Perhaps for family we can weep; perhaps for "good" people we can weep. But do we weep for the vilest, most ugly, most unattractive sinner?
We might agree that it is just and proper for a 17-year teen to draw a death-sentence for beating an old man to death. But do we weep for him? We can see a certain moral justice when a drug dealer is killed or when a junkie dies of an overdose. But do we weep for them? We can smugly nod our heads in our self-righteousness because a drunk has liver disease or a homosexual contracts AIDS. But do we weep for them? We can become angry when others judge us by what they see and not by who we are. But do we weep for them? We shake our heads in disbelief when our acquaintances, people we know and care about, continually reject God. But do we weep for them?
We find it easy to weep for starving children in Ethiopia or the Sudan, or the horrible conditions in the slums of Calcutta or Mexico City, and we should. We find it easy to weep for the downtrodden and the oppressed, and we should. But do we weep for the oppressor?
If we, as Christians, as recipients of God's unmerited grace, we who claim to serve a God who defines himself as "love", if we do not weep for them, who will? There is an old proverb that says that only women, children, and fools, weep.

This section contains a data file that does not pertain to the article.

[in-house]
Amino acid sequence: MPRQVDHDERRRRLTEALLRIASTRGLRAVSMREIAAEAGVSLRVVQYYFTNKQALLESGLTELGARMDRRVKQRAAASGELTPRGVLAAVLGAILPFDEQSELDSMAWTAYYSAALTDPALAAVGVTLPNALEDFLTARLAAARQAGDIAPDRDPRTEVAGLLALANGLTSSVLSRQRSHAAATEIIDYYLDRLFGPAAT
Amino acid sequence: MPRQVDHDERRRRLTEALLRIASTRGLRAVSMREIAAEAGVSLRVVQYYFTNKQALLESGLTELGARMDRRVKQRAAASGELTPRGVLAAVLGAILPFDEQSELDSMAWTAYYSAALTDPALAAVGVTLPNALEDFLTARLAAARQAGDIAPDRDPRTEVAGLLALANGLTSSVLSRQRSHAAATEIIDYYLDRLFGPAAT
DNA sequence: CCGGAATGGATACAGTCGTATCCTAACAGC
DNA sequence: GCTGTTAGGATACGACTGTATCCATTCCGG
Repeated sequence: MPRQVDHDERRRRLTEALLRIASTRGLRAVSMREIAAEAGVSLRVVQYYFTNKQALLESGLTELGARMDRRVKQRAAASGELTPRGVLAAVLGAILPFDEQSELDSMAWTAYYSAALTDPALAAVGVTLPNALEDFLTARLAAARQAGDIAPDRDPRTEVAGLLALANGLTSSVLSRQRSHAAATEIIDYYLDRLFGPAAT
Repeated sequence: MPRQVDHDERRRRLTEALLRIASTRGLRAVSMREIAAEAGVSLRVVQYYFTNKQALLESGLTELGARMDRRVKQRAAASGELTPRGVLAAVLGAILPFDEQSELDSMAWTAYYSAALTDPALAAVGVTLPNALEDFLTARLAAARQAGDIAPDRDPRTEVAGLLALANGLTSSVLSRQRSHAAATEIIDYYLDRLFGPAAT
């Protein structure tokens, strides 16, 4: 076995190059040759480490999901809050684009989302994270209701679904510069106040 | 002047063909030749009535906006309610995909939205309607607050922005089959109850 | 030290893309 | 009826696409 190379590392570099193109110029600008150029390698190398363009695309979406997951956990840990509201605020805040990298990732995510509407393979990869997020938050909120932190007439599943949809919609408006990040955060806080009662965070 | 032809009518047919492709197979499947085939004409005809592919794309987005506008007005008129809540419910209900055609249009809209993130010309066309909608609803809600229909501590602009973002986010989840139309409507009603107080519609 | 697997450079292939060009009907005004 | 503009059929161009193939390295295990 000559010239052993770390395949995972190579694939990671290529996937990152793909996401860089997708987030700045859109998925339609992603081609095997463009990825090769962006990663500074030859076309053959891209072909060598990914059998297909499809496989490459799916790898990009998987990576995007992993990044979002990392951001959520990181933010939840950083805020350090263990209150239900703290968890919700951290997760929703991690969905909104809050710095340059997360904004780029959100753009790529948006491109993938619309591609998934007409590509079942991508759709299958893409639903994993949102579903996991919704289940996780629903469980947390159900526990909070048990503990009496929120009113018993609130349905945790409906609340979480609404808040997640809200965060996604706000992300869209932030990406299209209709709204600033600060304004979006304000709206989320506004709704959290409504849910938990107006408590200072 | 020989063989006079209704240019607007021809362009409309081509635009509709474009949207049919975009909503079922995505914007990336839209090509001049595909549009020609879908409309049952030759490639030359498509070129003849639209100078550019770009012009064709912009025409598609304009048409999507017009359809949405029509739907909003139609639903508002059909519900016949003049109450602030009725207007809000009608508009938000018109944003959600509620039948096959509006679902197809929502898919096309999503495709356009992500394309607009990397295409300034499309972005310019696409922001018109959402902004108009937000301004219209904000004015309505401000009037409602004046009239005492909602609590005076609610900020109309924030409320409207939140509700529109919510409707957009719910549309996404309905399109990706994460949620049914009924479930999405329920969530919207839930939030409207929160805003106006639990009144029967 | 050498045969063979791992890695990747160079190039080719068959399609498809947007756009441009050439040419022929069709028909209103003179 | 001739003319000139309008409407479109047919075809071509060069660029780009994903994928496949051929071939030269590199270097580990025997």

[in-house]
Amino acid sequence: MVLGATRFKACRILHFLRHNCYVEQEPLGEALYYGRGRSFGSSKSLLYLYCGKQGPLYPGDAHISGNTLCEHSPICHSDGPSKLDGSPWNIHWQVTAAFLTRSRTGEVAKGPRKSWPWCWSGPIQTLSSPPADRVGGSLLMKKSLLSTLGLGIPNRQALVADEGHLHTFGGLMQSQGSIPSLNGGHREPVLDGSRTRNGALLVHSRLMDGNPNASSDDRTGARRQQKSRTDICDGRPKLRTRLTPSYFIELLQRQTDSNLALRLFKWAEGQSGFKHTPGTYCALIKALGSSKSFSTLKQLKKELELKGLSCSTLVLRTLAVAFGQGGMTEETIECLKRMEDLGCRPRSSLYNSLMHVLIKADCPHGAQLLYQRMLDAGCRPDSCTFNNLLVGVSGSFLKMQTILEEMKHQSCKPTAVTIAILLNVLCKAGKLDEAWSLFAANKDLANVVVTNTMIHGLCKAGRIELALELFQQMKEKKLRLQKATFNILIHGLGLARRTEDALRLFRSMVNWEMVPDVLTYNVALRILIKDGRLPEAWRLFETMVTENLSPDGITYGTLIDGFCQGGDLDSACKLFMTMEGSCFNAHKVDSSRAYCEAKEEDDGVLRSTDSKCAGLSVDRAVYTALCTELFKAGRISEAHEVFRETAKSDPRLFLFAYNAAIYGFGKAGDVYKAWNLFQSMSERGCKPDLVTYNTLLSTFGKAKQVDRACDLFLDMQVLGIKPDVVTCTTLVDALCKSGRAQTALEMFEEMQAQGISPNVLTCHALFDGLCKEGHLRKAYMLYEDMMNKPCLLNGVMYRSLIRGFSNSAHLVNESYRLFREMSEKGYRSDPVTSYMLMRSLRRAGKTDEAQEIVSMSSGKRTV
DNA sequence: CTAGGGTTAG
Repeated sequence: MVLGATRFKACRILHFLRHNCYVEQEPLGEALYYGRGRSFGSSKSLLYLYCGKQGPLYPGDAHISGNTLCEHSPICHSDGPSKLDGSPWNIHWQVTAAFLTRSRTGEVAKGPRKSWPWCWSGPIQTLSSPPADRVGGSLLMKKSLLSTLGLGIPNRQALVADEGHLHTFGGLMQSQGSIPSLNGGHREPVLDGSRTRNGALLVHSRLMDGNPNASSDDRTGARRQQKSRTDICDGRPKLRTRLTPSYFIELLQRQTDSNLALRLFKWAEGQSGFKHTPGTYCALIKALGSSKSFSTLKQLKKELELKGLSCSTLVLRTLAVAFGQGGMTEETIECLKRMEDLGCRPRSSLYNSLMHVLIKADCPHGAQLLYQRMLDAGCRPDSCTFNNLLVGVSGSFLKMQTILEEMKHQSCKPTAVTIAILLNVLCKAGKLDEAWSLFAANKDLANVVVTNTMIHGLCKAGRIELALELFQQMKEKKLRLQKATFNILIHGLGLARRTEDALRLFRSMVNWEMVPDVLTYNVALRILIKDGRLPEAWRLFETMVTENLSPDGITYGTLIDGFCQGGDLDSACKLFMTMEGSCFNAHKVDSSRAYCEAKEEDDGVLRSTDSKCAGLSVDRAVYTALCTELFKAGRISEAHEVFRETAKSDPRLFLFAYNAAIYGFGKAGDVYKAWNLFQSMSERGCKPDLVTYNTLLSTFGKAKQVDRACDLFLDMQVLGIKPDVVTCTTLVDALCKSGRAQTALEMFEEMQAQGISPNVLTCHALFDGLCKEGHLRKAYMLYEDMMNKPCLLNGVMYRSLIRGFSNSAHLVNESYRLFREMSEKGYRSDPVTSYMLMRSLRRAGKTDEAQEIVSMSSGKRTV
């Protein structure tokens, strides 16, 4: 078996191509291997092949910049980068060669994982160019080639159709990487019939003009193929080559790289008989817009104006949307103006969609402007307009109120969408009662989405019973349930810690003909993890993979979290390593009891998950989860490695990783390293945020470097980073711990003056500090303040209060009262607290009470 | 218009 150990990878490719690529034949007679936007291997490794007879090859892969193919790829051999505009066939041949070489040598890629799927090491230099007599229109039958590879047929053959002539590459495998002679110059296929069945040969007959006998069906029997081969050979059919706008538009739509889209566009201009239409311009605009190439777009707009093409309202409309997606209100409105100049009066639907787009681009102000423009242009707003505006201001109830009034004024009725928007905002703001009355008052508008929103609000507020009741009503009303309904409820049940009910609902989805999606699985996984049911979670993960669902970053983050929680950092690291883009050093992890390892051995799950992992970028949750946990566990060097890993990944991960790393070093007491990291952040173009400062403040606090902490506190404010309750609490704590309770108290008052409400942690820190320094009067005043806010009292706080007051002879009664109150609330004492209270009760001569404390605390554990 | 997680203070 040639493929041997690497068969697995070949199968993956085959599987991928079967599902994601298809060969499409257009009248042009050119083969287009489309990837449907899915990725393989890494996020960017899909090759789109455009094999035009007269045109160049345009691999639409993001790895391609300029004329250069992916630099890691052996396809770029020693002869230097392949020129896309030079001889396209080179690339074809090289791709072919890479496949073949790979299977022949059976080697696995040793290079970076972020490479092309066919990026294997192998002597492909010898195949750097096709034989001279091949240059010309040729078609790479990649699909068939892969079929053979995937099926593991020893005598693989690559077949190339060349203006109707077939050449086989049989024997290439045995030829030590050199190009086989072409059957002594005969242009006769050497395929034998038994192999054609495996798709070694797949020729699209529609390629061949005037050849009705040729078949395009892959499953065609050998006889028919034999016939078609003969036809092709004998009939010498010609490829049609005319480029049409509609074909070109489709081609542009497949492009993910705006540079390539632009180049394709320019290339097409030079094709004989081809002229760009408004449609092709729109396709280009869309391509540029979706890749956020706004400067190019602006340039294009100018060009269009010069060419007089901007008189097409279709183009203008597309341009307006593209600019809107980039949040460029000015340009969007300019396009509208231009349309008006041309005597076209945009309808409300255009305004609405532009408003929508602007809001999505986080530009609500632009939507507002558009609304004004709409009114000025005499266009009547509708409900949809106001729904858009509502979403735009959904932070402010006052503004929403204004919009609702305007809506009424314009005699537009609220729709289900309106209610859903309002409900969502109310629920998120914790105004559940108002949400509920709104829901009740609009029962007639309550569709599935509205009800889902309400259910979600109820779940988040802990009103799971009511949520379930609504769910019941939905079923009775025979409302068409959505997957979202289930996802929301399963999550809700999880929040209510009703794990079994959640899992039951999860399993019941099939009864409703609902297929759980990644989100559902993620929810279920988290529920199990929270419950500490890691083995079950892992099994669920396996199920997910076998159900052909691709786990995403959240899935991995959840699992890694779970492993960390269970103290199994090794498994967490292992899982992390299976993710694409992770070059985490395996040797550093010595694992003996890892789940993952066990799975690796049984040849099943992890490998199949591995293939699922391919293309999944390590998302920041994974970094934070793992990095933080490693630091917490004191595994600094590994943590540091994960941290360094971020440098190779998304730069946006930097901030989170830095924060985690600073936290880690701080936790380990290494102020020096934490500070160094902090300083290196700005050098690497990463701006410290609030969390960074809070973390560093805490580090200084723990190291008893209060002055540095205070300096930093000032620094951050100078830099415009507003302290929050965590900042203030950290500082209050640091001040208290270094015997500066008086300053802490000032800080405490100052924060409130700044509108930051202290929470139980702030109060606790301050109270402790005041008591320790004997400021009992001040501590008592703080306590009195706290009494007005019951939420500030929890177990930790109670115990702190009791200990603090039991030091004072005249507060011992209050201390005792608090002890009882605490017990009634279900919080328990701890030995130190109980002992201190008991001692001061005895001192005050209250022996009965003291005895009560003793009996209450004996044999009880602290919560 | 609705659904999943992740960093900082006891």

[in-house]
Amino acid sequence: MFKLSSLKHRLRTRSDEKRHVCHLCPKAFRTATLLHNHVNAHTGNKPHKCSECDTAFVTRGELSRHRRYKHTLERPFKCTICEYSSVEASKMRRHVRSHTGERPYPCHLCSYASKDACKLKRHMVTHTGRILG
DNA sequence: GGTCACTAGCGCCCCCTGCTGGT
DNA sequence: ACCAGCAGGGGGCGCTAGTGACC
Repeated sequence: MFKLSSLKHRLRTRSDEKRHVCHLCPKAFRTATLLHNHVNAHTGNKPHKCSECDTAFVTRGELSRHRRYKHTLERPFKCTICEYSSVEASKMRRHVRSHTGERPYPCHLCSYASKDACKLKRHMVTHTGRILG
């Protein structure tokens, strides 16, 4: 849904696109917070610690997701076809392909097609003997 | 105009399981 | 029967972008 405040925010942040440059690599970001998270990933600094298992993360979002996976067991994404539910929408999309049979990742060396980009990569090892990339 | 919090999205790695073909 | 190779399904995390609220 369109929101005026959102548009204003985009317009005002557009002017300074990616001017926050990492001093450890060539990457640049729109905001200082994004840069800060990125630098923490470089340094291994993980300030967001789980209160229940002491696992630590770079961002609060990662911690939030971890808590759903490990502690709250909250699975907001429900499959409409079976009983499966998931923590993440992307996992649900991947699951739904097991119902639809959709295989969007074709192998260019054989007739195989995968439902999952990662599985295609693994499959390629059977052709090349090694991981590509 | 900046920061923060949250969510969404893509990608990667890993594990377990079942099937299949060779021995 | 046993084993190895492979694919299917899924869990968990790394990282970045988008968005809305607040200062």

But Jesus wept!
Luke 19:41-44 And when he approached, he saw the city and wept over it, saying, "If you had known in this day the things which make for peace. But now they have been hidden from you. For days will come when your enemies will throw up a bank before you and surround you and hem you in on every side. And they will level you to the ground and your children within you, and they will not leave one stone upon another.
Luke 13:34 O Jerusalem, Jerusalem, who kills the prophets and stones those sent unto her. How often I wanted to gather your children together just as a hen gathers her brood under her wings, and you would not.
Who is Jesus weeping over? Prophet killers!
Phil 3:18-19 For many walk, of whom I told you and now tell you weeping, that they are enemies of the cross of Christ, whose end is destruction, whose God is their own desires, who set their minds on earthly things.
Who is he weeping over? Enemies of the cross!
And Paul again in Acts 20:18-19:
You yourselves know from the first day that I set foot in Asia how I was with you the whole time, serving the Lord with all humility and with tears and with trials which came upon me through the plots of the Jews.
Who is he weeping over? The Jews who sought to kill him!
Why all this talk of weeping? We often hear that Christianity is a joyful religion, that being Christian should bring peace and contentment and joy and happiness and smiles! Perhaps such a view reflects too much the prophets who cry "Peace, Peace" when there is no peace (6:14, 8:11). Or should not be. Oh, there is initial joy in salvation, in establishing relationship with God. The realization and assurance of God's forgiveness is joyful. Unfortunately, this is where too many Christians stop: to bask in the joy. But as spiritual growth comes, the joy turns to concern and outward, outgoing love. And weeping. Real love must be shared, or it dies. But love hurts, because there is always a risk in loving.